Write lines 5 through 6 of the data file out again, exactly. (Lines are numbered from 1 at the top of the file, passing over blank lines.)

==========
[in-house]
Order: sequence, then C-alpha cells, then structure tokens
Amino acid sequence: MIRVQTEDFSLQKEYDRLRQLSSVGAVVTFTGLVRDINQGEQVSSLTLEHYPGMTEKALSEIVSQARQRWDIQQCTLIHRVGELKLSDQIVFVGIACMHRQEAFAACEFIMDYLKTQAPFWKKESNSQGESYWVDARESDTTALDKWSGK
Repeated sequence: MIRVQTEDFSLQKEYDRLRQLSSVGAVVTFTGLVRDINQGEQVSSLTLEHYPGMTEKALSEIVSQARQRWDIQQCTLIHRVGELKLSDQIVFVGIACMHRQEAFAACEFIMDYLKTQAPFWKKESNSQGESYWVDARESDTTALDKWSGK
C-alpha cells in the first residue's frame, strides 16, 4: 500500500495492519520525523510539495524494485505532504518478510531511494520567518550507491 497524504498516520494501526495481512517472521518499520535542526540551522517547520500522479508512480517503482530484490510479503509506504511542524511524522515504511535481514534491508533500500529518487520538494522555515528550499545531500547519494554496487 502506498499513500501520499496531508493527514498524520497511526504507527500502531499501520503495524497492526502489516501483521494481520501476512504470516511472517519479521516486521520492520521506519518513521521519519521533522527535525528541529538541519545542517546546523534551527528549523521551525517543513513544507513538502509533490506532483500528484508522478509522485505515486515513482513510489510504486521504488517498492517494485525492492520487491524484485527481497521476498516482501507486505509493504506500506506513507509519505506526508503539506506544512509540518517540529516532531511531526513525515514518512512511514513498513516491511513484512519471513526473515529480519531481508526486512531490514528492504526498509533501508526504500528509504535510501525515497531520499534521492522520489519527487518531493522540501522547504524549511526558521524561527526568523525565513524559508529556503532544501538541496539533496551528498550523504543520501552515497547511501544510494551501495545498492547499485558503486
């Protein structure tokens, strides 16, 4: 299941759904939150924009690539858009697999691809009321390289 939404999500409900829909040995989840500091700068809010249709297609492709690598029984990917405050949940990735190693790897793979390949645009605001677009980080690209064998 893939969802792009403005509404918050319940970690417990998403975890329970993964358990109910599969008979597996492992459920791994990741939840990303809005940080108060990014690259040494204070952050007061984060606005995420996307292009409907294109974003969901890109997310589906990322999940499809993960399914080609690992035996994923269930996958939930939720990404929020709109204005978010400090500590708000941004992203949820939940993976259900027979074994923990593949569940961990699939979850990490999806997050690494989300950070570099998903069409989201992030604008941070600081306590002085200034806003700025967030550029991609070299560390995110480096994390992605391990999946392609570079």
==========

C-alpha cells in the first residue's frame, strides 16, 4: 500500500495492519520525523510539495524494485505532504518478510531511494520567518550507491 497524504498516520494501526495481512517472521518499520535542526540551522517547520500522479508512480517503482530484490510479503509506504511542524511524522515504511535481514534491508533500500529518487520538494522555515528550499545531500547519494554496487 502506498499513500501520499496531508493527514498524520497511526504507527500502531499501520503495524497492526502489516501483521494481520501476512504470516511472517519479521516486521520492520521506519518513521521519519521533522527535525528541529538541519545542517546546523534551527528549523521551525517543513513544507513538502509533490506532483500528484508522478509522485505515486515513482513510489510504486521504488517498492517494485525492492520487491524484485527481497521476498516482501507486505509493504506500506506513507509519505506526508503539506506544512509540518517540529516532531511531526513525515514518512512511514513498513516491511513484512519471513526473515529480519531481508526486512531490514528492504526498509533501508526504500528509504535510501525515497531520499534521492522520489519527487518531493522540501522547504524549511526558521524561527526568523525565513524559508529556503532544501538541496539533496551528498550523504543520501552515497547511501544510494551501495545498492547499485558503486
């Protein structure tokens, strides 16, 4: 299941759904939150924009690539858009697999691809009321390289 939404999500409900829909040995989840500091700068809010249709297609492709690598029984990917405050949940990735190693790897793979390949645009605001677009980080690209064998 893939969802792009403005509404918050319940970690417990998403975890329970993964358990109910599969008979597996492992459920791994990741939840990303809005940080108060990014690259040494204070952050007061984060606005995420996307292009409907294109974003969901890109997310589906990322999940499809993960399914080609690992035996994923269930996958939930939720990404929020709109204005978010400090500590708000941004992203949820939940993976259900027979074994923990593949569940961990699939979850990490999806997050690494989300950070570099998903069409989201992030604008941070600081306590002085200034806003700025967030550029991609070299560390995110480096994390992605391990999946392609570079």